The beer’s grapefruit makeover is complete with a slap of tartness and some pithy bitterness.

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Wild Beer Co, Sleeping Lemons, 3.6%: £2.59 for 330ml, Beer Hawk

The gose style of beer takes a lot of abuse from brewers who pimp it up with overpowering fruits and excruciating sourness, but that’s not the case with this Wild Beer Co’s effort.

They have preserved lemons in salt before adding them to the beer and, while there’s the tart acidic bite you would expect from a sour beer and lemon combination, the delicacy of the malt and hops still shines through.

The slight salinity is as you would expect from the style (salt is a traditional gose ingredient) and the overall effect is of a breezy beer that makes a perfect, refreshing accompaniment to a light lunch.

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Buxton Sonrisa, 4.7%: £4.99 for 375ml, Honest Brew

Buxton Brewery describe this as a “breakfast beer” on account of it being made with oats, clementines and a squeeze of lemon.

It’s a pale ale in which the fruit has been used to give a zesty twist to the beer rather than be the dominant flavour.

It has a faint citrussy aroma and is an easy sipping beer with the clementines softly nudging you for attention before becoming more apparent at the finish.

It’s a simple fresh and fruity drinking pleasure, but if you’re eager for more orange then check your beer shops in April for Beavertown’s Bloody ‘Ell, their much anticipated annual IPA flavoured with blood oranges.

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Titanic Plum Porter, 4.9%: £1.65 for 500ml, Morrisons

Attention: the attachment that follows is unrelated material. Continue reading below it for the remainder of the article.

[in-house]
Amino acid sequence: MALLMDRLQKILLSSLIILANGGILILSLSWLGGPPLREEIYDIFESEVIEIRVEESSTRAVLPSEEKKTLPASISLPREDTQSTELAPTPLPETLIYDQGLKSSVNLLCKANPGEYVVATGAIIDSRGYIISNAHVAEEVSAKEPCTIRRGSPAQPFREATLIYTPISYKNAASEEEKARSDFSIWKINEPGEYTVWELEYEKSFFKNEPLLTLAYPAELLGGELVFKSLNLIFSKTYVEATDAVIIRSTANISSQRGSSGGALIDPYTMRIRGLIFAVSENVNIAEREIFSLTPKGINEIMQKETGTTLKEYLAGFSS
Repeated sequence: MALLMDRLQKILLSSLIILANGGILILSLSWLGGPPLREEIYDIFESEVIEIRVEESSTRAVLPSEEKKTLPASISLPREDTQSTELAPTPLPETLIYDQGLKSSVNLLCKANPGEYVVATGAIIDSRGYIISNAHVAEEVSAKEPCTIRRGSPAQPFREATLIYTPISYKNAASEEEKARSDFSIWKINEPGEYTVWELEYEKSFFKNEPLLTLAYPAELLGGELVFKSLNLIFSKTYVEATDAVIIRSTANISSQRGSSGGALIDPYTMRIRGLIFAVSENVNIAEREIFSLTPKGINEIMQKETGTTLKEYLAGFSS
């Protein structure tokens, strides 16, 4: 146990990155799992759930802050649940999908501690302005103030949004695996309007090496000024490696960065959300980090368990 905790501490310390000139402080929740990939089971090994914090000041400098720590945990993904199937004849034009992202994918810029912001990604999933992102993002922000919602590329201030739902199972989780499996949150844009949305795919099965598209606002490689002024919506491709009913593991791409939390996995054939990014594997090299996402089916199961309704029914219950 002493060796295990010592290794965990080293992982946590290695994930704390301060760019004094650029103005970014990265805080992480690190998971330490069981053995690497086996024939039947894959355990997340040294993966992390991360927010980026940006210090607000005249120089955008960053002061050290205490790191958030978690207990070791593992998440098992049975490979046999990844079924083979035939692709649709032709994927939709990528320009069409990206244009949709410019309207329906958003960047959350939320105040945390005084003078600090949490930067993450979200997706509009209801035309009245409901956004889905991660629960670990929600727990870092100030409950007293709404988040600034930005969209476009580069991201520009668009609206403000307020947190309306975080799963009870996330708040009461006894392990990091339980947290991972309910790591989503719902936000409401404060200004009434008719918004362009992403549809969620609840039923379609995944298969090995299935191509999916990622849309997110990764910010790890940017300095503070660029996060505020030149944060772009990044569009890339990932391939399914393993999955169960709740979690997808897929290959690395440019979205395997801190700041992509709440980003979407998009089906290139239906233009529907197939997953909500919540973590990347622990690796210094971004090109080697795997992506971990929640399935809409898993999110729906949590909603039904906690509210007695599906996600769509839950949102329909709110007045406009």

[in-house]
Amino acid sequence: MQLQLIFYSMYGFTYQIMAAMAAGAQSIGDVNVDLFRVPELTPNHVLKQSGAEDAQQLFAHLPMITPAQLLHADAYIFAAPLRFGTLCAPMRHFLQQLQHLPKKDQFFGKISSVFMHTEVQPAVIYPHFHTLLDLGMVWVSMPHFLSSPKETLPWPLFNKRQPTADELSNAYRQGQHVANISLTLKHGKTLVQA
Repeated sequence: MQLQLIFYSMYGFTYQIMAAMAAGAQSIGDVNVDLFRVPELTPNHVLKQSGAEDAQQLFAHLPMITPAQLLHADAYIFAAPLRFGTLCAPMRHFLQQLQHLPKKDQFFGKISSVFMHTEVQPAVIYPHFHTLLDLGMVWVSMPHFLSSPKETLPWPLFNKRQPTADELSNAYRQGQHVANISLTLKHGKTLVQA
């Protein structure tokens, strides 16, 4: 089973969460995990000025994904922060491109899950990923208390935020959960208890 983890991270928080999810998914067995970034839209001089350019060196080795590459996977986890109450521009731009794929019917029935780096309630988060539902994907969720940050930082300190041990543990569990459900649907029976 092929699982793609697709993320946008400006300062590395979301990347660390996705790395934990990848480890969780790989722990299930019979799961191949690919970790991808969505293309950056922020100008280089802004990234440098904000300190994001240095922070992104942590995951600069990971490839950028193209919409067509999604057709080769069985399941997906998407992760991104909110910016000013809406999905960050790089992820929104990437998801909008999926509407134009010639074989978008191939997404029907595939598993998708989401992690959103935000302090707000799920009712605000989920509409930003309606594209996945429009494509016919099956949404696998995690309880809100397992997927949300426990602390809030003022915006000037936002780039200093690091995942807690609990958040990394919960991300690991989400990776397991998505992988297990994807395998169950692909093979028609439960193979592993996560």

The roasted malt flavours of this porter provide a more flavoursome base than many of the brews in this list, so the plum juice addition has to do a little more work to make its presence known without wrecking the beer.

It makes an instant impression with the aroma – sweet fruity fragrances mingle nicely with the coffee notes – and the plummy pleasures continue with every sip, adding a rich fruity intensity to the brew and a sweet, juicy contrast to the toasty bitterness that lurks beneath.

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Lindemans Pecheresse, 2.5%: £1.70 for 250ml, Beer Merchants

This beer isn’t a hit with everyone – some people will grumble that it’s too sweet and not strong enough – but if, like us, you occasionally fancy a bit of peachiness in your beer then it’s as good as you’ll find.

Another Belgian Lambic beer, it has traces of the mature oaky funk found in other beers of this style – but those sweet peaches take centre stage before finishing off with flickers of tart and bitter notes.

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Samuel Smith, Organic Apricot Beer, 5.1%: £2.39 for 355ml, Drink Supermarket

We like Samuel Smith’s fruit beers and featured their raspberry version in our Best Organic Beers list, so this time we’re tucking into apricots.

It’s made by blending a mature beer with apricot juice (and more beer) to create a golden ale that has the sticky jam sweetness of apricots up front with a smooth, pale malt in the background.

There’s even a touch of beery bitterness going on, but even this only helps accentuate the apricot’s sweet pleasures.

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Innis and Gunn, Mangoes on the Run, 5.6%: £1.75 for 330ml, Morissons

There are slim fruit pickings at the cheaper end of the supermarket shelves, but we were pleasantly surprised by this mango flavoured IPA from Scotland’s Innis and Gunn.

There’s some graininess evident in the malt and more noticeable bitterness than most fruit beers, which sits well with sweet, fruity mango and citrus. A great value can of fruit flavours.

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The Verdict: Best Fruit Beers

A Belgian fruit Lambic is a thing of beauty, so to have Boon’s Kriek readily available in the UK at such a reasonable price is a reason to pop the cork and celebrate.

IndyBest product reviews are unbiased, independent advice you can trust. On some occasions, we earn revenue if you click the links and buy the products, but we never allow this to bias our coverage. The reviews are compiled through a mix of expert opinion and real-world testing.